Image: Thomas Ratliff
Augmented reality may one day replace physical screens. A tech demo on Meta Quest 3 shows what it could look like.
AR visionary Mark Zuckerberg has been painting this vision for years: One day we’ll all be wearing fancy AR glasses that project holograms into the world, replacing objects that don’t necessarily have to exist in physical form, including any kind of screen made of atoms.
The company is taking the first step in this direction with Quest 3, which is being marketed as the first affordable mixed reality headset. The device uses sensors to capture the physical environment and digitally recreates the real world on the displays, where it can be manipulated and augmented as desired. For example, by adding virtual screens that can be anchored in the real environment as needed. For example, on the wall where the physical TV is located.
A deceptively real mixed reality screen
This kind of mixed reality is far from ready for everyday use. Quest 3 is still a bulky headset, not a pair of glasses, and the resolution and fidelity of the passthrough view isn’t optimal. Then there’s the software itself, which lags behind Zuckerberg’s vision.
Developer Thomas Ratliff can’t do anything about the first two, but with some software tricks he’s created a virtual screen that looks a lot more real than current solutions. On Twitter, he shows off a mixed reality screen that supports real-time global illumination and reflections. Note how the screen realistically illuminates nearby surfaces and how the image is reflected on the table.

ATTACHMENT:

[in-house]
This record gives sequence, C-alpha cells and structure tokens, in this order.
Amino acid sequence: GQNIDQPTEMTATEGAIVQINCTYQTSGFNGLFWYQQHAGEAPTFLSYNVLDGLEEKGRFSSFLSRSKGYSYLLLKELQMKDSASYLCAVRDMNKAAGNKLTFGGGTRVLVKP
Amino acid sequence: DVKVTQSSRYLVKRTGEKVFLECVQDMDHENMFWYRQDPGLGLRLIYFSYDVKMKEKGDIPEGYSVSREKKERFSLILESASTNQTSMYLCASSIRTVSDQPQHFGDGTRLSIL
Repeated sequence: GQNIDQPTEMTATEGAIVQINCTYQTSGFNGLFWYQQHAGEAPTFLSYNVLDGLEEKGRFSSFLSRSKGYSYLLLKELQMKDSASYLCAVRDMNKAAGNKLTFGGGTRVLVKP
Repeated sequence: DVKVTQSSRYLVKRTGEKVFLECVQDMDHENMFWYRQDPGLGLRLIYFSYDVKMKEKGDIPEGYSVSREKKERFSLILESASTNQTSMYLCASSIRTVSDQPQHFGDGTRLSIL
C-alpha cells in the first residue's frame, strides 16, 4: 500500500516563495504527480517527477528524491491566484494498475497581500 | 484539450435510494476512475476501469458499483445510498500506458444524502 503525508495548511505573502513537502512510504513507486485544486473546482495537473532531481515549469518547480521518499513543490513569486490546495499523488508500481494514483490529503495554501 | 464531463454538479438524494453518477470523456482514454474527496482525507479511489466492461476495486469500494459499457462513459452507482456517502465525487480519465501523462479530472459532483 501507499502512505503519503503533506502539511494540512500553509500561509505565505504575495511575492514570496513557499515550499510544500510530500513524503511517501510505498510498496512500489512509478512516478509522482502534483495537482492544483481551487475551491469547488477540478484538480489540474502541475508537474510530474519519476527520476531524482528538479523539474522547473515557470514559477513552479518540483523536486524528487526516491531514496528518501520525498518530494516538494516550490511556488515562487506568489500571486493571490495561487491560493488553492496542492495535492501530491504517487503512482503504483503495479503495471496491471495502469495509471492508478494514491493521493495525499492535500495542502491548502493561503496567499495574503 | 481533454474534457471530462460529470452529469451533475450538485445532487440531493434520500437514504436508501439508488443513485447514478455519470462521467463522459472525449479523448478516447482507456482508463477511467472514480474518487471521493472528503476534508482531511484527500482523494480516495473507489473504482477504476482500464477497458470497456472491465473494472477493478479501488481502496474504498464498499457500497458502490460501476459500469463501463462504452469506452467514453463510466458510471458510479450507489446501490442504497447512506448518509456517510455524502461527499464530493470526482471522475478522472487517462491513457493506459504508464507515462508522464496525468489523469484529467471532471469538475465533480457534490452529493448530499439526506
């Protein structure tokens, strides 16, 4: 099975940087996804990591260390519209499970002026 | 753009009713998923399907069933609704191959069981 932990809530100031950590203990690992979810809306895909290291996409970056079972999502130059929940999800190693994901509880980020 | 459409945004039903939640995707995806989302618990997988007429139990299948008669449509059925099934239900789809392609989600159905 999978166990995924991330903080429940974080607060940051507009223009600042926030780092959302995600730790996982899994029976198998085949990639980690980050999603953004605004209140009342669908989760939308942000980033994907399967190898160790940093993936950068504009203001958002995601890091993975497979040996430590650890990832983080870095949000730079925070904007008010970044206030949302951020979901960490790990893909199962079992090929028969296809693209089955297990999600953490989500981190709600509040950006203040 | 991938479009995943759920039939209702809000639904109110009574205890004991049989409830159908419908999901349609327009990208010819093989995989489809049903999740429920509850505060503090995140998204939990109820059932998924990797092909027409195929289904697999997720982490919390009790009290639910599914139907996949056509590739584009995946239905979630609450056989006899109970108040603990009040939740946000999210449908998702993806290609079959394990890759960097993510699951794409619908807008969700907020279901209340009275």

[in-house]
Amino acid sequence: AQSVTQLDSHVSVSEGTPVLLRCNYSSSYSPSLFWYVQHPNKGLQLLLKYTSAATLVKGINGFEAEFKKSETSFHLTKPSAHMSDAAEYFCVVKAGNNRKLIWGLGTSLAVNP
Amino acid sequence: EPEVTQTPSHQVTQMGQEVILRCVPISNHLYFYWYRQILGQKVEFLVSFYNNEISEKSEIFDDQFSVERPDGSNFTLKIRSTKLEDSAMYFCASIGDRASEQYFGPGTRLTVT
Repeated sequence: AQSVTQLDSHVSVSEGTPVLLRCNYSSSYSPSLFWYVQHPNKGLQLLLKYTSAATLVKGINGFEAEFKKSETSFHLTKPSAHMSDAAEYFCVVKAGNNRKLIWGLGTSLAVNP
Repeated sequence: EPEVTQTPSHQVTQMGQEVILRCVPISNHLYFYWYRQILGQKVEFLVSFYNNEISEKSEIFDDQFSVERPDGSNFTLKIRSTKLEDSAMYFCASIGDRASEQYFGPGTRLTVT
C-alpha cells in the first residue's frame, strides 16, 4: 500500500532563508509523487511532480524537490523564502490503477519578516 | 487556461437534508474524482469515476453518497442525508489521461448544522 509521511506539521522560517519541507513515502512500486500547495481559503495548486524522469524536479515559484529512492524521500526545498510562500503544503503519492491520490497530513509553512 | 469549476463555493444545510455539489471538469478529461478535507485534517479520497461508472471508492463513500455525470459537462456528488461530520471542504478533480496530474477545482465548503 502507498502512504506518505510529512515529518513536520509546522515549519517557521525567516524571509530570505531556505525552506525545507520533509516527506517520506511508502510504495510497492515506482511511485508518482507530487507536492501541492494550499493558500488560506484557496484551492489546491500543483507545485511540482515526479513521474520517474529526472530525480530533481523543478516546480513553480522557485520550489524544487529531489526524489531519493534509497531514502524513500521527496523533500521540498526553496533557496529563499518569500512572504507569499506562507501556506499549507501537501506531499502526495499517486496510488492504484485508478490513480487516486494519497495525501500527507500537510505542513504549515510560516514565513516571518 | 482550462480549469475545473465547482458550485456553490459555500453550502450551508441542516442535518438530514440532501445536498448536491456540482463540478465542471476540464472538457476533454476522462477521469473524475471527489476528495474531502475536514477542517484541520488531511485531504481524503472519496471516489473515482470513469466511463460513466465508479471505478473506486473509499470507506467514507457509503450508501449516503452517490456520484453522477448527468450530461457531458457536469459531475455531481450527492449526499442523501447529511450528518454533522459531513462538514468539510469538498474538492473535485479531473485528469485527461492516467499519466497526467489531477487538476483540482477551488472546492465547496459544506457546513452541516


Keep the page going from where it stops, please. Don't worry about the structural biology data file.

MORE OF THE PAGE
However, the tech demo has two limitations: first, according to Ratliff, the screen is rendered on a PC, not natively on Meta Quest 3. Second, it’s only a video player, not a Nintendo Switch emulator or other app that renders games in real time. So don’t be fooled into thinking he’s playing the latest Mario game on his Quest 3 in mixed reality.
The tech demo could become an app
Ratliff writes on Twitter that he may take his experiment further and publish it as an app in Meta’s App Lab or on Sidequest.
It’s also possible that someone will beat him to the punch and create a realistic mixed reality screen that visually interacts with the physical environment. After all, there are already a number of video player apps for Meta Quest 3. The hugely popular Virtual Desktop app, which lets you stream your PC screen to your headset, already supports passthrough. Youtube VR may also add such a feature – or Meta itself. All this is just a matter of time and API support on Meta’s part.
Whether realistic virtual screens will make mixed reality headsets like the Quest 3 and the upcoming Apple Vision Pro a breakout success is questionable, but they are an essential feature on their way to becoming the ultimate screen.
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